Three Things to Consider When Buying a Battery – SIZE, POWER, AND FEATURES & BENEFITS



1. SIZE 


What are the dimensions of your original equipment battery? 


The Battery Council International (BCI) uses a number called group size to identify the height, length and width of numerous original equipment sizes. Consult your vehicle's owner's manual or ask your battery retailer. Any of these options will provide the vehicle manufacturer's group size and CCA rating requirements for your car




What are the power requirements of your vehicle? There are two ratings which may be important for you to consider.

Cold Cranking Amps (CCA) This industry rating measures the cranking power a battery has available to start a car's engine at 0°F.

Battery Council International defines it as the number of amperes a lead acid battery at 0 degrees F can deliver for 30 seconds and maintain at least 1.2 volts per cell. In general the higher the number, the greater the starting power of the battery. Remember: Never use a battery with a CCA lower than the manufacturer's recommendation. Also, be judicious when choosing a battery with a CCA level higher than necessary for the application. A higher CCA does provide greater starting power that might be needed in extreme conditions, in some group sizes; it also reduces the amount of acid in the battery. This can be a cause of reduced battery life. Also, whenever available, a battery with a higher CCA is more capable of providing for the electrical needs of older vehicles, and will not adversely affect the vehicle's electrical system.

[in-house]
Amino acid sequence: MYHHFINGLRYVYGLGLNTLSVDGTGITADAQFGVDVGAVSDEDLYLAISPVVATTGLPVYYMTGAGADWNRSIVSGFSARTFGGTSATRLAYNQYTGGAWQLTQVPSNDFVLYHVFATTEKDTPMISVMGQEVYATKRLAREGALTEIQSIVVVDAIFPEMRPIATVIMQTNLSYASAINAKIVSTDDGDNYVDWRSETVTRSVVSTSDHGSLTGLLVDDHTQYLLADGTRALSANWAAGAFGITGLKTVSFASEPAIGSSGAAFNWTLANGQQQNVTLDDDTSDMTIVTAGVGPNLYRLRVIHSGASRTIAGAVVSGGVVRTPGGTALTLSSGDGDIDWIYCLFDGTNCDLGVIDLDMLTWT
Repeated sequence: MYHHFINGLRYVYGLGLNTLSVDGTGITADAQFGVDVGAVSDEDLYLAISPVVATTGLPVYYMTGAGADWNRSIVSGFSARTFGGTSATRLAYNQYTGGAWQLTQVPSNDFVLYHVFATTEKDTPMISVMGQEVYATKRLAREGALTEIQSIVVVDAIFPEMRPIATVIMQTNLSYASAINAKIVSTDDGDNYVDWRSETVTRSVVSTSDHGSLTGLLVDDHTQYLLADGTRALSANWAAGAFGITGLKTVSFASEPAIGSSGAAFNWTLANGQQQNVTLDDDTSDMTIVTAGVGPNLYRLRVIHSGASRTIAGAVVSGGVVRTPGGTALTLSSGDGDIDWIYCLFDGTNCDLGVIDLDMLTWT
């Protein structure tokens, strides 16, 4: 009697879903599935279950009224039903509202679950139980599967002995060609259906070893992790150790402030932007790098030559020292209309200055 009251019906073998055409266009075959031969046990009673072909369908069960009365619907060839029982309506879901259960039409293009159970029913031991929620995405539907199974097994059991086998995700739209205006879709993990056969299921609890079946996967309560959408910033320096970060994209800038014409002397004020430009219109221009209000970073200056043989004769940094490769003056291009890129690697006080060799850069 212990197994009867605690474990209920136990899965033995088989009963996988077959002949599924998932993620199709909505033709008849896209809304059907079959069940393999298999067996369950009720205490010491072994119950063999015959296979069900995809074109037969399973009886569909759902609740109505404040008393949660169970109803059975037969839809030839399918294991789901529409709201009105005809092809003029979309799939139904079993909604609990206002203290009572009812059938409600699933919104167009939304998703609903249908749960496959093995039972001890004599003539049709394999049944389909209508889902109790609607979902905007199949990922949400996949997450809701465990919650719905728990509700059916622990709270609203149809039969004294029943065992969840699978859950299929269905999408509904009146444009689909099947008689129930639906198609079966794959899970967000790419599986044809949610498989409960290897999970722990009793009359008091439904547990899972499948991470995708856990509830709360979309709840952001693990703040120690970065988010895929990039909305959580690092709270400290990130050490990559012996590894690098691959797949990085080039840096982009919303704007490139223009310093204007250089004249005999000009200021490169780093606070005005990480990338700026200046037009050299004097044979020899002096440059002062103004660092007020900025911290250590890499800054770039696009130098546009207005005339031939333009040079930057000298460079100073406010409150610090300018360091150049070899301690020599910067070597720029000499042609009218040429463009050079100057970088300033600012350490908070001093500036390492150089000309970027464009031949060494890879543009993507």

Reserve Capacity (RC) As power demands become increasingly important, so does the need for more reserve capacity. A battery's Reserve Capacity represents the length of time the battery can maintain the vehicle's electrical needs without the engine turned on or in the event the alternator fails. Battery Council International defines Reserve Capacity as a measure of the time (in minutes) a lead-acid battery can deliver 25 amps at 80°F and maintain terminal voltage of at least 1.75 volts/ cell. (Battery voltage of 10.5 volts) In general, the higher the minute rating, the greater the battery’s ability to run your lights, DVD players, Radio, and other accessories with the vehicle off before recharging is necessary.



 There are different technologies of batteries which deliver unique benefits to the end user.

Flooded Lead Acid – This is the traditional technology used for the last 100 years to power cars, heavy duty trucks, commercial vehicles, boats, motorcycles, etc

Absorbed Glass Mat (AGM) - AGM is a top of the line battery. An AGM (Absorbed Glass Mat) battery is one where the battery water-acid electrolyte fluid is held in place with a specialized glass mat (like a sponge). A standard lead-acid battery has the electrolyte in a free floating fluid mix throughout the case.



This technology can be manufactured in two different ways:

"Spiral Wound" AGM –High tech, spiral wound and sealed batteries. The plates (or separator mats) are wound or rolled into a tubular form like a roll of carpet and placed in multiple configurations where the cylinders may or may not be visible.

"Flat Plate" AGM –The positive plates, negative plates, and separator material are arranged in a straight line or row of six sets inside the battery, somewhat like slices of bread in a loaf. The plates are compressed and inserted onto the battery container.